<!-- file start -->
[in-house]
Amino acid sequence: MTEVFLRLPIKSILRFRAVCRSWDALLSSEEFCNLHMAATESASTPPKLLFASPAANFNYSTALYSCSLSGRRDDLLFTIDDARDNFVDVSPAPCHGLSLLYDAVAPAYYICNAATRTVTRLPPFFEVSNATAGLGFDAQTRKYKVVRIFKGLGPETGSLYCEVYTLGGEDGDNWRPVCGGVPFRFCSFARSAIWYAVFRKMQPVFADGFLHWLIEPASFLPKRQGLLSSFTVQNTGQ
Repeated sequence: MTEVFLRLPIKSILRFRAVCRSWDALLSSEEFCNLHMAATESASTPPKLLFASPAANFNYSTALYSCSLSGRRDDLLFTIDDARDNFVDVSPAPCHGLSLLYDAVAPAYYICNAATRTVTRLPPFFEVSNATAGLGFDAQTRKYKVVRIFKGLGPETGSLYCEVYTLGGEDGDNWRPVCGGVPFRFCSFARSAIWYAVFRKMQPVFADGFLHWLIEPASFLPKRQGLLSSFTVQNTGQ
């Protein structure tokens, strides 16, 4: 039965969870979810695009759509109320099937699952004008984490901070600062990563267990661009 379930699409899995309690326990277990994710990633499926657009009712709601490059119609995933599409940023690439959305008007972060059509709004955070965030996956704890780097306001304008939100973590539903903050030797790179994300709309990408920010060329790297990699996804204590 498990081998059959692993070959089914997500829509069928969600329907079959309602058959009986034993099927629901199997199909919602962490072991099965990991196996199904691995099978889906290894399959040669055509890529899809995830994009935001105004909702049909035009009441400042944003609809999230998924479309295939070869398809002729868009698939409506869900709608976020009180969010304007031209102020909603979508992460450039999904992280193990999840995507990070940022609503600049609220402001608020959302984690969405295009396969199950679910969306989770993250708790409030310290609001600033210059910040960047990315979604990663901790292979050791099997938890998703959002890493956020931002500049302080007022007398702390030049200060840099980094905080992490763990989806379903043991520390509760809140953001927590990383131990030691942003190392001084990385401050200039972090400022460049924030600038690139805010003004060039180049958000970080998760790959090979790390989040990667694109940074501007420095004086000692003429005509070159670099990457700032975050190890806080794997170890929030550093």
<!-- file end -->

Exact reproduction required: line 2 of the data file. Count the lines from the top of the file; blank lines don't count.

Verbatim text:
Amino acid sequence: MTEVFLRLPIKSILRFRAVCRSWDALLSSEEFCNLHMAATESASTPPKLLFASPAANFNYSTALYSCSLSGRRDDLLFTIDDARDNFVDVSPAPCHGLSLLYDAVAPAYYICNAATRTVTRLPPFFEVSNATAGLGFDAQTRKYKVVRIFKGLGPETGSLYCEVYTLGGEDGDNWRPVCGGVPFRFCSFARSAIWYAVFRKMQPVFADGFLHWLIEPASFLPKRQGLLSSFTVQNTGQ